Diversity in children’s literature is a hot topic right now. I recently reviewed MOVING TARGET by Christina Diaz Gonzalez. Besides loving the fast-paced action and plot twists, I was also impressed with how Gonzalez included diverse characters, multiple cultures and languages in a way that was organic to the storyline. Gonzalez kindly agreed to be interviewed by Middle Grade Mafia.
Middle Grade Mafia: According to your bio on your website (www.christinagonzalez.com),you studied accounting and then went to law school. When did you decide that you were going to be a children’s author and why?
Christina Diaz Gonzalez: Growing up I always had a secret dream of being a writer, but it wasn’t something I shared with anyone. It was when my own children became readers and I saw their joy in discovering great new books, that my dream became re-ignited and I decided to pursue my passion for telling stories.
MGM: Your first two books, THE RED UMBRELLA and A THUNDEROUS WHISPER were historic fiction. In your recently released MOVING TARGET, you switched it up a bit and gave us a fast-paced adventure that reminds me of Dan Brown’s The Da Vinci Code, but for kids. What prompted you to change genres?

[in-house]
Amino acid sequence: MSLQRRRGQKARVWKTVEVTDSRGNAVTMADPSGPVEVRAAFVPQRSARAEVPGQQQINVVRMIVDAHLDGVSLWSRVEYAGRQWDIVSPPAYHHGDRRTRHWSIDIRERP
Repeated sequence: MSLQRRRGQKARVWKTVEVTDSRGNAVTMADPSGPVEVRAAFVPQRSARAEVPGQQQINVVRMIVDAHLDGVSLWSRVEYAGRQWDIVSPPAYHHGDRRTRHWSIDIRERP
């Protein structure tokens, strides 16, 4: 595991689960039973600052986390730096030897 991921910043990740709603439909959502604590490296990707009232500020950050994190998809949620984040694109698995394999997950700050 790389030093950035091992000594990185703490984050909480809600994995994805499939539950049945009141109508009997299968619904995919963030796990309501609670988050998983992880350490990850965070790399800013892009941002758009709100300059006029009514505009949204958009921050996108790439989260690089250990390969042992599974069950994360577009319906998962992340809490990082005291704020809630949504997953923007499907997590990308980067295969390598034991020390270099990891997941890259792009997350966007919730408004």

CDG: I love all types of stories and I write what I enjoy reading. Sometimes I’m in the mood for something that takes me to different place and time, while other days I want a good, old-fashioned mystery/action-adventure story. I have lots of different stories brewing in my imagination!
MGM: Although MOVING TARGET is contemporary fiction, it has an element of history as Cassie tries to find the Sword of Destiny, an ancient religious artifact. You obviously enjoy history. Tell us a bit about your research methods.
CDG: I love discovering little nuggets of information while doing research. I find them by reading primary sources, searching on the internet for secondary sources, going to the places where the story is set (if not in person then at least through Google Earth) and if at all possible, getting feedback from people involved with the events I’m describing.
MGM: In MOVING TARGET, Cassie is a Cuban-American living in Rome and the text is sprinkled with Italian and Spanish phrases. I was very impressed with the multi-cultural feel of story especially since there is a push for diversity in children’s literature. Did you have that goal in mind when you came up with the concept for MOVING TARGET?
CDG: I try not to force anything into a story, so I was extremely pleased that Cassie popped into my imagination being a Latina girl from the U.S. I think it is important to see kids of all races and ethnic backgrounds in action/adventure stories because that it an accurate reflection of the world we live in today. Diversity doesn’t have to relegated to only one genre.
MGM: What is your next project? What can we look forward to from Christina Diaz Gonzalez?
CDG: My next project is the sequel to Moving Target which will be out next fall. After that, who knows? There are still lots of stories waiting to be told!